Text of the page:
Prescience and premonition play a prominent role in Thea Gvetadze’s artistic practice. At the same time, she propels the passions and presumptions of that which has been preserved for posterity. Her portfolio is replete with these complementary qualities — inspired patinas and apparitions of what may be in the offing.
Thea Gvetadze. Green Candle. 2020. Mixed media on velvet. 110 × 90 cm (43 1/4 × 35 3/8 inches)
Gvetadze compels and shifts similitudes. For the better part of two decades, she has done so with paint and appliqué on black velvet — an approach that transcends technique. Dark matter moors her subjects, whether they are the emotive faces or fragments of flora and fauna festooning a Soviet-era bus stop in Adjara, a centuries-old Gurian Oda, a ripe persimmon, or a stanza from an impromptu soliloquy.
Thea Gvetadze. Missing Letter. 2020. Mixed media on velvet. 60 × 46 cm (23 5/8 × 18 1/8 inches)
Gvetadze travels in Georgia’s remote regions. The artist's impressions of the perennial potential for both restorative and transformative encounters on these journeys are captivating; she frequently alludes to moments at the roadside and enduring relationships that have sprung from serendipitous meetings. In her works, she virtuosically renders how such moments and meetings, especially those that are unanticipated, become emblematic and enmeshed with one another in the mind’s eye.
One gets the impression that, for Gvetadze, vulnerability isn’t vengeful and a setting sun isn’t spiteful. This attitude is particularly pronounced in ხორცისფერი ყვავილი (Fleischfarbene Blume), a painting from 2020 containing several references to Batumi, the Black Sea city from where Gvetadze’s family hails. The flower of the work’s title is shown to the right, wise and aged. It is mirrored on the left by the dapper figure of an older gentleman who Gvetadze met fleetingly at a fruit stand. The flower and the fellow share the space, amply spread and interspersed with others. Together and apart, they soak in their saturation.
Thea Gvetadze. ხორცისფერი ყვავილი. 2021. Mixed media on velvet. 140 × 187 cm (55 1/8 × 73 5/8 inches)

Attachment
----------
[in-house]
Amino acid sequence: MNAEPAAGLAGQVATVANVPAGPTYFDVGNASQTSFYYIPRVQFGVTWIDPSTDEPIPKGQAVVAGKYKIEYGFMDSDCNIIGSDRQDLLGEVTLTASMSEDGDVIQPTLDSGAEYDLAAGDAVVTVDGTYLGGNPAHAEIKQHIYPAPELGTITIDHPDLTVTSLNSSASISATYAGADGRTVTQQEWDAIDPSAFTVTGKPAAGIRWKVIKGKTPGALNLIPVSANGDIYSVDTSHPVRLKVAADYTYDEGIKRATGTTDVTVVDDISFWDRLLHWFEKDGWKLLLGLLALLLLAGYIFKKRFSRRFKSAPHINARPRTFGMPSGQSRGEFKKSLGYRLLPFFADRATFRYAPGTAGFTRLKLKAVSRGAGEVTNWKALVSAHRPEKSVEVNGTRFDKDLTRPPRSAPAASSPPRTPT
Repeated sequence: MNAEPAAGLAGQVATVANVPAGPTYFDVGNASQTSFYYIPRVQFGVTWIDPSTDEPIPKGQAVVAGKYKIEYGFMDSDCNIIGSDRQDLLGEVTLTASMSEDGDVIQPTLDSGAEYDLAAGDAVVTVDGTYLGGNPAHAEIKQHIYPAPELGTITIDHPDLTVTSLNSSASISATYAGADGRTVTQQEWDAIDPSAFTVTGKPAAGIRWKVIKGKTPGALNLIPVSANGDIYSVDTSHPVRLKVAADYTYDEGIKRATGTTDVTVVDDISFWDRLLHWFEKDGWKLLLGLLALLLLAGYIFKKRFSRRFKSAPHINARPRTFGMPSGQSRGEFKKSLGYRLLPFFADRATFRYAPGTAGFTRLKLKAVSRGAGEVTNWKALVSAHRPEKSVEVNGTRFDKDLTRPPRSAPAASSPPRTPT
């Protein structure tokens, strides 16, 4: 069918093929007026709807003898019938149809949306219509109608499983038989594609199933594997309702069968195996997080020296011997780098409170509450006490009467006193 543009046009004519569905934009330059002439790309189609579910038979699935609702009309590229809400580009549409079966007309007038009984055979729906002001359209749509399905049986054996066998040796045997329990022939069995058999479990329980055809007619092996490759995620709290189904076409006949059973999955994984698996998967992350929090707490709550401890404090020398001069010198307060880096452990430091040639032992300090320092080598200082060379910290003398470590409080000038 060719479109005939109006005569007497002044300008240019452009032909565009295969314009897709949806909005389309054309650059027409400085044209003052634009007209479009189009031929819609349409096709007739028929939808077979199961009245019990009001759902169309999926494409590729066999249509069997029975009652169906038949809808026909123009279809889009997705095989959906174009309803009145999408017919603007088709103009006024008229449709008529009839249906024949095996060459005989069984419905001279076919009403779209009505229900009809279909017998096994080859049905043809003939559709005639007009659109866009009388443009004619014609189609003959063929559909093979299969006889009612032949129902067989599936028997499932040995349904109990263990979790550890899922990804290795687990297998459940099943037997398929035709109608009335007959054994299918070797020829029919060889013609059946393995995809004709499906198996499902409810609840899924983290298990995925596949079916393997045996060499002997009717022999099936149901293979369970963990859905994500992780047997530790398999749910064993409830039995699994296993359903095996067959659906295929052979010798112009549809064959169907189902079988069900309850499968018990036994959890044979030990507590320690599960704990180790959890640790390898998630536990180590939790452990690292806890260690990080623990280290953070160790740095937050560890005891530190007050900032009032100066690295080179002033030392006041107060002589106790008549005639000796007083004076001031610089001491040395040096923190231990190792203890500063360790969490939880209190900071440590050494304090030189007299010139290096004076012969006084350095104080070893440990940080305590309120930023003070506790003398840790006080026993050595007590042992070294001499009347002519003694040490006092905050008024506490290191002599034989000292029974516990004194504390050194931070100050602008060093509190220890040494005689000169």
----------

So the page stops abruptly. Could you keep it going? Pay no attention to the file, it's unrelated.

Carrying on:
‘To have a chip on one’s shoulder’ is regularly used to indicate someone who is prone to dispute, usually as a result of their feeling that they have been wronged. Gvetadze gives the idiom another meaning. The ‘chips’ that often appear as contradictory shapes or scraps of fabric on the shoulders or surroundings of her subjects don’t convey a desire for confrontation. Instead, they suggest that the searches, sentiments, and stories that we use in order to construct our sense of self aren’t conclusive, as exemplified by Javakheti (2020), in which the artist pictures herself in the later stages of a lengthy recovery from a leg injury. These elements sing a siren’s song when Gvetadze’s works are seen collectively: wooing in their wanting.
Thea Gvetadze. Javakheti. 2020. Mixed media on velvet. 145 × 210 cm (57 1/8 × 82 5/8 inches)
For Gvetadze’s 2019 solo exhibition “Subtropical Ushguli” at L.C. Queisser, the artist applied plaster to four walls using her hands. The surfaces were mapped with pressed palms and pulled fingers. On a blue wall, the artist installed To Rajden Gvetadze (2019), a two-part glazed ceramic dedicated to her great-grandfather. In the work, twin pairs of swans nook their necks. There is something proverbial in the fact that both swans on the first panel are black, but on the second panel the swan whose neck rests atop the other has become as yellow as its surroundings. The sheltering aspect of their synchronicity appears to have evolved as they came to understand the improbability of their own existence.
Thea Gvetadze. To Rajden Gvetadze. 2019. Ceramics. 29.5 × 18.5 cm (11 5/8 × 7 1/4 inches) 30.5 × 21 cm (12 × 8 1/4 inches)
Thea Gvetadze. Zeda Tsinsvla. installation view. Courtesy Nectar Gallery. Ceramic.2017
Thea Gvetadze lives and works in Tbilisi, Georgia. Following her studies at the Tbilisi State Academy of Art, she relocated to Amsterdam in 1993 to continue her studies at the Rietveld Academy, and subsequently attended the Düsseldorf Art Academy. She has had solo exhibitions at LC Queisser, Tbilisi; M HKA, Antwerpen; Gallery Nectar, Tbilisi; Museum von Ostwall, Dortmund; and the Georgian Pavilion at the 50th Biennale of Venice, 2003. Gvetadze has also participated in exhibitions and projects at Art in General, New York; Cobra Museum, Amstelveen, The Netherlands; and Karvasla Tbilisi History Museum. She is a professor at VA[A]DS - Free University of Tbilisi.